June 4, 1998 |
Ingram Micro Inc. said Wednesday that it plans to repay some of its debt by raising about $400 million through a private offering of debentures, a form of corporate IOU. The debentures are due in 2018. The Santa Ana-based distributor of technology products did not release the interest it has set for the tender offer. Ingram's stock price dropped 9.3%, or $4 a share, Wednesday to close at $39.
December 21, 1995
Saba Petroleum Co. said it is offering $11 million in debentures, primarily to repay debts incurred in acquiring oil and gas properties in Colombia. The debentures, which have been approved for listing on the American Stock Exchange, can be converted into Saba's common stock at an initial conversion price of $8.75 per share. Saba is an international oil and gas producer.
November 17, 1993
Nationwide Health Properties Inc. said Tuesday that it raised nearly $65 million from the sale of debentures--corporate IOUs--that pay investors a 6.25% interest rate. The debentures were underwritten by a group of brokerages headed by NatWest Securities Ltd. and co-managed by Alex. Brown & Sons Inc. and A.G. Edwards & Sons Inc. The notes, with a $1,000 face value, were sold on the New York Stock Exchange. Until the debentures mature on Jan.
March 14, 1993
Standard Pacific Corp. said Friday that on April 15 it will redeem, at full face value plus accrued interest, all of its outstanding 12.75% and 13.875% subordinated debentures. The diversified home building, financial services and office furniture company said it will use proceeds of its recently completed $100-million offering of 10.5% senior notes to finance the redemption.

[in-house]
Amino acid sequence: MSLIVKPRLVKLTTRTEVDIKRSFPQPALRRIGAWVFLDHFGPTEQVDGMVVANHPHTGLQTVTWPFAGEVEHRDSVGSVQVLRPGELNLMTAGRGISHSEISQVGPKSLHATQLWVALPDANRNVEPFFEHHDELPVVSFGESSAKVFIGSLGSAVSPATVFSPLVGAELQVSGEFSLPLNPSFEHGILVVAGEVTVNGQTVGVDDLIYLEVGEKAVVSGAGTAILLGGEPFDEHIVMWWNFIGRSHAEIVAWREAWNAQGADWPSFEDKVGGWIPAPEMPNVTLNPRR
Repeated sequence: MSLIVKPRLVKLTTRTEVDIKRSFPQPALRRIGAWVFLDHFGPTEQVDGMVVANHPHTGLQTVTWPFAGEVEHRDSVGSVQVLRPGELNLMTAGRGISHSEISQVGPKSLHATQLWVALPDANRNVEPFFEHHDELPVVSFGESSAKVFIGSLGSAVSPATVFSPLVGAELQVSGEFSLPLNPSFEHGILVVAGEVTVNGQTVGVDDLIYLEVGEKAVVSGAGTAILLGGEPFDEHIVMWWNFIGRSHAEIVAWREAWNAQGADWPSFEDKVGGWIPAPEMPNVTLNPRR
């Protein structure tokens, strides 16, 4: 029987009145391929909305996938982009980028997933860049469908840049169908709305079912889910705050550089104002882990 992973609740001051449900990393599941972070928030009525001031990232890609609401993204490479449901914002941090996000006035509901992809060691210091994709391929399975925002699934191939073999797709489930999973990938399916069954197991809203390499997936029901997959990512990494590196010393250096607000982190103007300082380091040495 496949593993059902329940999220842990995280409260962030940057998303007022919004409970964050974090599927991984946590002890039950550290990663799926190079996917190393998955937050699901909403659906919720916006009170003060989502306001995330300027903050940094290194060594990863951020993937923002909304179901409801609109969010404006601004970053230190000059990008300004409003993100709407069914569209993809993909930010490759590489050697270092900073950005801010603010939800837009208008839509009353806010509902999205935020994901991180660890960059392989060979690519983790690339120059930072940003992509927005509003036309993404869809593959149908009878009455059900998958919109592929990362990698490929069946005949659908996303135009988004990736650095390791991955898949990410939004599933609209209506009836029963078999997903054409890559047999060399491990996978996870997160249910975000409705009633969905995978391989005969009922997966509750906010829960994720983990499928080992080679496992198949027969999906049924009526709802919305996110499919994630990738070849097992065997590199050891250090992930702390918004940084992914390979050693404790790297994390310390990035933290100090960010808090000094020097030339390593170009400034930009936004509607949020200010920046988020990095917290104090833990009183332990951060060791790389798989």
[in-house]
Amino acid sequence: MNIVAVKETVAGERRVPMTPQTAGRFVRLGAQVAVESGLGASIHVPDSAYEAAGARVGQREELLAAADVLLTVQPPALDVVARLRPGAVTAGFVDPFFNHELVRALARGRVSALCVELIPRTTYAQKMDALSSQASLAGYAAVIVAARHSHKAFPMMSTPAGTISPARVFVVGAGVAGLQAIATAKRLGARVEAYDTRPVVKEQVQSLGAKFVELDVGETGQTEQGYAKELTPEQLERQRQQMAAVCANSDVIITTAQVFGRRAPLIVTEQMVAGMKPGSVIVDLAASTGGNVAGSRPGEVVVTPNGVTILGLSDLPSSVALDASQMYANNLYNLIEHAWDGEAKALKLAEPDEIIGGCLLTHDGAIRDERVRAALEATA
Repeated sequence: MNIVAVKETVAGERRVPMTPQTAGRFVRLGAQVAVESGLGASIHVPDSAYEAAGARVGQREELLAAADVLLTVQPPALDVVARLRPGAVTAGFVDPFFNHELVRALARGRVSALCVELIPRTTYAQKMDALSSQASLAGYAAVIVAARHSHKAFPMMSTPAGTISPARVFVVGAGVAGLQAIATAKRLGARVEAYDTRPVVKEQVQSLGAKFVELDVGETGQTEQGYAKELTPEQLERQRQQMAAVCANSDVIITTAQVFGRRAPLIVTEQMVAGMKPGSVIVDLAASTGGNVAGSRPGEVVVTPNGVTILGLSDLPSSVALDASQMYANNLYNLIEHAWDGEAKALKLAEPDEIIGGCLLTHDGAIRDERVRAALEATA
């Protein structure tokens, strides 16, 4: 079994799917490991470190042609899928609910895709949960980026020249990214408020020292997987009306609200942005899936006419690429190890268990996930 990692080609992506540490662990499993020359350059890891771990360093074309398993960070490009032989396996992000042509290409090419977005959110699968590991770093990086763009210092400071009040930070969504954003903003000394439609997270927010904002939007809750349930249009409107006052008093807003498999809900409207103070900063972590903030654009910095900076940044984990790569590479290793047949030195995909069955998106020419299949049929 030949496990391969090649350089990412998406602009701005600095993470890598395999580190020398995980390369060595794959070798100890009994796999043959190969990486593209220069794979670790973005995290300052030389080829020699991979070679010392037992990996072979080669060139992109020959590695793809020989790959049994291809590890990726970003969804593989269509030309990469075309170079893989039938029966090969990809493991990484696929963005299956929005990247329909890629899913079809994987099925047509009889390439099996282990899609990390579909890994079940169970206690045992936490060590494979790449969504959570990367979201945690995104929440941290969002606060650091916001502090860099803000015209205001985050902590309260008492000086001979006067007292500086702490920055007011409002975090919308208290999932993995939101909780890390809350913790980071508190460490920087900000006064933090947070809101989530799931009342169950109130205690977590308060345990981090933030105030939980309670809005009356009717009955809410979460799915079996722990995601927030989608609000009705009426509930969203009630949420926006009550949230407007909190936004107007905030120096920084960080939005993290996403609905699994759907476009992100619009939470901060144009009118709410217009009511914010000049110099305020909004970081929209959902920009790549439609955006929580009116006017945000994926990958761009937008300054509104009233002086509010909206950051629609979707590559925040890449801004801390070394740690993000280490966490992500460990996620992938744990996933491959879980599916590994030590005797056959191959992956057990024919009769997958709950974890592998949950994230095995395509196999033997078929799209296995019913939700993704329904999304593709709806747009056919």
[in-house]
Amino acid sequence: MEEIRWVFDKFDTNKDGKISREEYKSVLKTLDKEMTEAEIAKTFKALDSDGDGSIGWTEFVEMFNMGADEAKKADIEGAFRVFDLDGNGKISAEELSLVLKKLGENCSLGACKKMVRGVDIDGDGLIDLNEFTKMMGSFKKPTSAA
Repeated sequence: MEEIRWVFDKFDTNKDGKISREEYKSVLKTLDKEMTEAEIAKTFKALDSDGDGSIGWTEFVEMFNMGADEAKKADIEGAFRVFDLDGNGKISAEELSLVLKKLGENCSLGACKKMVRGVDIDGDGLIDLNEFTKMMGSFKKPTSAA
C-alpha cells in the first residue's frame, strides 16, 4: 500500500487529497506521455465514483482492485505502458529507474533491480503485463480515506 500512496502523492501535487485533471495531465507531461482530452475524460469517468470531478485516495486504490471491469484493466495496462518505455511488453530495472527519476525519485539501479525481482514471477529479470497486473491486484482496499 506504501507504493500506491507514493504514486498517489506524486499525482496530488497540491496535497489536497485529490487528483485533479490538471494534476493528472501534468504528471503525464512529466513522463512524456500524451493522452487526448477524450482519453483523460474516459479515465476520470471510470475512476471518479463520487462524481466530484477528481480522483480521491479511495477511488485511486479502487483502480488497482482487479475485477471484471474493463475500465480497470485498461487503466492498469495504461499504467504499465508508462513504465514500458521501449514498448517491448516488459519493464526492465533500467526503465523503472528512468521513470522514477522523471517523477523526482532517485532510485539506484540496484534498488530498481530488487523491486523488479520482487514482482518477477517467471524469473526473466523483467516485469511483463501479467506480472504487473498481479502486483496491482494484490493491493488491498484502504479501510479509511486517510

August 18, 1992
Foothill Group Inc. said it plans to redeem its 9.5% convertible subordinated debentures due Aug. 15, 2003, as part of its effort to reduce its debt costs. The financial services concern, which has executive offices in Agoura Hills and Los Angeles, said there are $7 million of the debentures outstanding, which will be redeemed Sept. 17. Holders of the debt can convert each debenture into 140.1 shares of Foothill's class A common stock, but debentures not converted on or before Sept.
September 1, 1991
Although I intend to recover losses I have incurred from the closure of Lincoln Savings, I must point out that in my experience, American Continental debentures were never represented as being federally insured. Granted, whenever I came into a Lincoln branch I would practically fall over the huge ads for these debentures, and they were heavily advertised in all the bank statements I received. But I saw nothing that said customers would be buying a CD. In fact, when I called the bank and inquired, I was told plainly what the offering was. The Lincoln story sounds to me like a hard sell with a little deception, a little greed and a lot of confusion.